Colloidal stability of nanoparticles derived from simulated cloud-processed mineral dusts

Sergio Calabrese, Enikö Kadar, Andrew Fisher, Zongbo Shi, Jamie Lead, Eugenia Valsami-Jones, Björn Stolpe

Risultato della ricerca: Article

9 Citazioni (Scopus)

Abstract

Laboratory simulation of cloud processing of three model dust types with distinct Fe-content (Moroccan dust, Libyan dust and Etna ash) and reference goethite and ferrihydrite were conducted in order to gain a better understanding of natural nanomaterial inputs and their environmental fate and bioavailability. The resulting nanoparticles (NPs)were characterized for Fe dissolution kinetics, aggregation/size distribution, micromorphology and colloidal stability of particle suspensions using a multi-method approach. We demonstrated that the: (i) acid-leachable Fe concentration was highest in volcanic ash (1 mMg−1 dust) and was followed by Libyan and Moroccan dust with an order of magnitude lower levels; (ii) acid leached Fe concentration in the b20 nm fraction was similar in samples processed in the dark with those under artificial sunlight, but average hydrodynamic diameter of NPs after cloud-processing (pH ~ 6) was larger in the former; iii) NPs formed at pH ~ 6 were smaller and less poly-disperse than those at low pH, whilst unaltered zeta potentials indicated colloidal instability; iv) relative Fe percentage in the finer particles derived from cloud processing does not reflect Fe content of unprocessed dusts (e.g. volcanic ash N Libyan dust).
Lingua originaleEnglish
pagine (da-a)864-870
Numero di pagine7
RivistaScience of the Total Environment
Volume466-467
Stato di pubblicazionePublished - 2014

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Minerals
Dust
Ashes
Nanoparticles
dust
mineral
Volcanic Eruptions
volcanic ash
Processing
Acids
micromorphology
environmental fate
ferrihydrite
acid
Zeta potential
nanoparticle
goethite
Nanostructured materials
bioavailability
Suspensions

All Science Journal Classification (ASJC) codes

  • Environmental Engineering
  • Environmental Chemistry
  • Waste Management and Disposal
  • Pollution

Cita questo

Calabrese, S., Kadar, E., Fisher, A., Shi, Z., Lead, J., Valsami-Jones, E., & Stolpe, B. (2014). Colloidal stability of nanoparticles derived from simulated cloud-processed mineral dusts. Science of the Total Environment, 466-467, 864-870.

Colloidal stability of nanoparticles derived from simulated cloud-processed mineral dusts. / Calabrese, Sergio; Kadar, Enikö; Fisher, Andrew; Shi, Zongbo; Lead, Jamie; Valsami-Jones, Eugenia; Stolpe, Björn.

In: Science of the Total Environment, Vol. 466-467, 2014, pag. 864-870.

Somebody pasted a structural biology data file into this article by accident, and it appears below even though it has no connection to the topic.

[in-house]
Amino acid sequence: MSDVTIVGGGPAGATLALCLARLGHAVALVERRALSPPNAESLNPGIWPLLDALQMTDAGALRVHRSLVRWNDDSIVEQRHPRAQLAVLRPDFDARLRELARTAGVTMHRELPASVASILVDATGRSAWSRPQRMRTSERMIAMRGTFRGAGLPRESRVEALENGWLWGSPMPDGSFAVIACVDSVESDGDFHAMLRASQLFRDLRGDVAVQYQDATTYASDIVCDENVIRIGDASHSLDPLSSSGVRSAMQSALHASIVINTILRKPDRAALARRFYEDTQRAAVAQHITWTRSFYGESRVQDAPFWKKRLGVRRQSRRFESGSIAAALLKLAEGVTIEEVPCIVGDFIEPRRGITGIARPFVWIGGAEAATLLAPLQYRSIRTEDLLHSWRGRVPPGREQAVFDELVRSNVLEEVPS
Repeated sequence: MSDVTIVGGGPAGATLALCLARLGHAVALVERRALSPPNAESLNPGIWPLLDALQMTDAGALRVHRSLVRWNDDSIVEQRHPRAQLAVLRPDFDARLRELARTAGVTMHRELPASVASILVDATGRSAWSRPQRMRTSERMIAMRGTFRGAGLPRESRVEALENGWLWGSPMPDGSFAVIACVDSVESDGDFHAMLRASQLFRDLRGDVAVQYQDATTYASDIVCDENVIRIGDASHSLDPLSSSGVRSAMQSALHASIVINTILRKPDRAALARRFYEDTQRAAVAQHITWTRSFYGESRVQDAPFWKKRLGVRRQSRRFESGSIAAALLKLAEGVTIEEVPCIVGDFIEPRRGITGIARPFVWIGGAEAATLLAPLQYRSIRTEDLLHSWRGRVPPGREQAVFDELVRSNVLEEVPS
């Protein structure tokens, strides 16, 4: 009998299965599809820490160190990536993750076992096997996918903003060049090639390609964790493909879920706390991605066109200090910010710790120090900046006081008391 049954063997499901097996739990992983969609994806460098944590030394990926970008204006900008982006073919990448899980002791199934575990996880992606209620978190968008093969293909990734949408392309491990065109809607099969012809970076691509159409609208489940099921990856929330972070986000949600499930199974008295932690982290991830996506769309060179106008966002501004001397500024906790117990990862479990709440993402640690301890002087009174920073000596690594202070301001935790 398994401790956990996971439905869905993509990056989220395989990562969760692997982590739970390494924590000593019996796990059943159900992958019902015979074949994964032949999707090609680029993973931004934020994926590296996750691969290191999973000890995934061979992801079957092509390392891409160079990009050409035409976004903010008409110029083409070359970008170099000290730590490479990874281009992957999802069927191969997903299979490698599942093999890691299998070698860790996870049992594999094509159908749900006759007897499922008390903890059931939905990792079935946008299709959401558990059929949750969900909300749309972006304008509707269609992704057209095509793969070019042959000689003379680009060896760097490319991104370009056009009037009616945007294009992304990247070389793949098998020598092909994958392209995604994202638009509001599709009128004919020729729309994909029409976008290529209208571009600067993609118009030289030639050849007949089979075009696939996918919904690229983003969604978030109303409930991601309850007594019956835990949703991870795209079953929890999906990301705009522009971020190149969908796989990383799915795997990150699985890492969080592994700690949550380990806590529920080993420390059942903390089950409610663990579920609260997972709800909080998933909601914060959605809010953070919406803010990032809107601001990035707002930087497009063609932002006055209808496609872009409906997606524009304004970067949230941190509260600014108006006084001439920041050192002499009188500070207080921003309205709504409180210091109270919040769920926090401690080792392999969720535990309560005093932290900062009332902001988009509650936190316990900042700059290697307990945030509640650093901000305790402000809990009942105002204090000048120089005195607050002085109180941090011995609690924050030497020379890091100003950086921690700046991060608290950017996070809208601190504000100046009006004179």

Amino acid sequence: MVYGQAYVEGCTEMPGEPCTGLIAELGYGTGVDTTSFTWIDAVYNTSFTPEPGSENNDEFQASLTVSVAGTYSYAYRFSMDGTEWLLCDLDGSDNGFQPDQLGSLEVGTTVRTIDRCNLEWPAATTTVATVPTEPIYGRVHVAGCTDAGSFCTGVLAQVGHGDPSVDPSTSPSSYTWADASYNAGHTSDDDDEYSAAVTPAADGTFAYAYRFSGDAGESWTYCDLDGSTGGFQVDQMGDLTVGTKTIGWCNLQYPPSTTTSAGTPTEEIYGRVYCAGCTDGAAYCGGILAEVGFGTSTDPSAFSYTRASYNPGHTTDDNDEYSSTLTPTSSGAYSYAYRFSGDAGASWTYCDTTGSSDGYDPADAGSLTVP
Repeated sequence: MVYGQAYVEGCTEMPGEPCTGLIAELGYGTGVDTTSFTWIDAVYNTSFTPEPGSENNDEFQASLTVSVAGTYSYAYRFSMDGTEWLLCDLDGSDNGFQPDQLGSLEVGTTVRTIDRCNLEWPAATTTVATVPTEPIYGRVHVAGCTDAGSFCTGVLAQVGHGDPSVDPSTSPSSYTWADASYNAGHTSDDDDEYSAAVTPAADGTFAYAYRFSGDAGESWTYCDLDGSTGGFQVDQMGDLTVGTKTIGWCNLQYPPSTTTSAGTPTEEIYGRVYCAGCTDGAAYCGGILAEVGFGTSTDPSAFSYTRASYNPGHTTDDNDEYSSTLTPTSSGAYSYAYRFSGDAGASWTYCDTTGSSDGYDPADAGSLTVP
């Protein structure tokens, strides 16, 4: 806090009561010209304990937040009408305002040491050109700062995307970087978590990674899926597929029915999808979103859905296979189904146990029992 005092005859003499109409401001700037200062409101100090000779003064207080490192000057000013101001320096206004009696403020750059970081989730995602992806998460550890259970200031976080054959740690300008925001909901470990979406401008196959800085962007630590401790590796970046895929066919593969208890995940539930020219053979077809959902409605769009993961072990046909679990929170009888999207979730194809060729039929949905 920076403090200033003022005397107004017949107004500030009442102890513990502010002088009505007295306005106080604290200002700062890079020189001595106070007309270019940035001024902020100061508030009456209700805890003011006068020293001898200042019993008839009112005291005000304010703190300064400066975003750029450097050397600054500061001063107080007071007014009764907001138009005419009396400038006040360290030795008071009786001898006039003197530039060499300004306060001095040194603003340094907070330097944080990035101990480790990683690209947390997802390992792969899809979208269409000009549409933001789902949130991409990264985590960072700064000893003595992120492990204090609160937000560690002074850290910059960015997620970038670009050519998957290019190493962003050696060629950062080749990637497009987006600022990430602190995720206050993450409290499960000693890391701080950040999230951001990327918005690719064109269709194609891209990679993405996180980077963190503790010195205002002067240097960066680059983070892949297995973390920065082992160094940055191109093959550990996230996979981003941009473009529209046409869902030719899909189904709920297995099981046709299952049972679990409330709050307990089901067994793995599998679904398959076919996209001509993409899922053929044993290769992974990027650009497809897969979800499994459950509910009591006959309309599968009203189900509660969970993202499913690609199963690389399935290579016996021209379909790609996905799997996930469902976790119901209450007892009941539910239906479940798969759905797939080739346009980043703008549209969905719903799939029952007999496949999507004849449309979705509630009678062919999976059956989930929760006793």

Risultato della ricerca: Article

Calabrese, S, Kadar, E, Fisher, A, Shi, Z, Lead, J, Valsami-Jones, E & Stolpe, B 2014, 'Colloidal stability of nanoparticles derived from simulated cloud-processed mineral dusts', Science of the Total Environment, vol. 466-467, pagg. 864-870.
Calabrese, Sergio ; Kadar, Enikö ; Fisher, Andrew ; Shi, Zongbo ; Lead, Jamie ; Valsami-Jones, Eugenia ; Stolpe, Björn. / Colloidal stability of nanoparticles derived from simulated cloud-processed mineral dusts. In: Science of the Total Environment. 2014 ; Vol. 466-467. pagg. 864-870.
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AU - Valsami-Jones, Eugenia

AU - Stolpe, Björn

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AB - Laboratory simulation of cloud processing of three model dust types with distinct Fe-content (Moroccan dust, Libyan dust and Etna ash) and reference goethite and ferrihydrite were conducted in order to gain a better understanding of natural nanomaterial inputs and their environmental fate and bioavailability. The resulting nanoparticles (NPs)were characterized for Fe dissolution kinetics, aggregation/size distribution, micromorphology and colloidal stability of particle suspensions using a multi-method approach. We demonstrated that the: (i) acid-leachable Fe concentration was highest in volcanic ash (1 mMg−1 dust) and was followed by Libyan and Moroccan dust with an order of magnitude lower levels; (ii) acid leached Fe concentration in the b20 nm fraction was similar in samples processed in the dark with those under artificial sunlight, but average hydrodynamic diameter of NPs after cloud-processing (pH ~ 6) was larger in the former; iii) NPs formed at pH ~ 6 were smaller and less poly-disperse than those at low pH, whilst unaltered zeta potentials indicated colloidal instability; iv) relative Fe percentage in the finer particles derived from cloud processing does not reflect Fe content of unprocessed dusts (e.g. volcanic ash N Libyan dust).

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